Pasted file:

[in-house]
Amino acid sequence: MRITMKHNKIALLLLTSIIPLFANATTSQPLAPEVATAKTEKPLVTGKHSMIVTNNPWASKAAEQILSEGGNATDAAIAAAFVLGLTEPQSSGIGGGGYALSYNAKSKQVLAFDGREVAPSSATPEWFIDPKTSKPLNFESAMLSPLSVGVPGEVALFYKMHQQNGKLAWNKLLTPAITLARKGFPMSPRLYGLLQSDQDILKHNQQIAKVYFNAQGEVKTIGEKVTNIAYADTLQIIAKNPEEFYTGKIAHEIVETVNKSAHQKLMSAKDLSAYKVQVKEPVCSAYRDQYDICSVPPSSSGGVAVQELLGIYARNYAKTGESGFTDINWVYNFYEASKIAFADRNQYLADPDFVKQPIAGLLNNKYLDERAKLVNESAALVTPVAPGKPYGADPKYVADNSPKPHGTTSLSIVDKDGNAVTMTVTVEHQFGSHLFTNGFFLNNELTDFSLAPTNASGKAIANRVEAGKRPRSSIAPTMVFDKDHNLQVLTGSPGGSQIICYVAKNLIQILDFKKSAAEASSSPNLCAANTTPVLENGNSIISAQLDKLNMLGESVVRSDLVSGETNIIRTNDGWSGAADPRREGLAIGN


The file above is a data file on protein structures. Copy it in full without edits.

[in-house]
Amino acid sequence: MRITMKHNKIALLLLTSIIPLFANATTSQPLAPEVATAKTEKPLVTGKHSMIVTNNPWASKAAEQILSEGGNATDAAIAAAFVLGLTEPQSSGIGGGGYALSYNAKSKQVLAFDGREVAPSSATPEWFIDPKTSKPLNFESAMLSPLSVGVPGEVALFYKMHQQNGKLAWNKLLTPAITLARKGFPMSPRLYGLLQSDQDILKHNQQIAKVYFNAQGEVKTIGEKVTNIAYADTLQIIAKNPEEFYTGKIAHEIVETVNKSAHQKLMSAKDLSAYKVQVKEPVCSAYRDQYDICSVPPSSSGGVAVQELLGIYARNYAKTGESGFTDINWVYNFYEASKIAFADRNQYLADPDFVKQPIAGLLNNKYLDERAKLVNESAALVTPVAPGKPYGADPKYVADNSPKPHGTTSLSIVDKDGNAVTMTVTVEHQFGSHLFTNGFFLNNELTDFSLAPTNASGKAIANRVEAGKRPRSSIAPTMVFDKDHNLQVLTGSPGGSQIICYVAKNLIQILDFKKSAAEASSSPNLCAANTTPVLENGNSIISAQLDKLNMLGESVVRSDLVSGETNIIRTNDGWSGAADPRREGLAIGN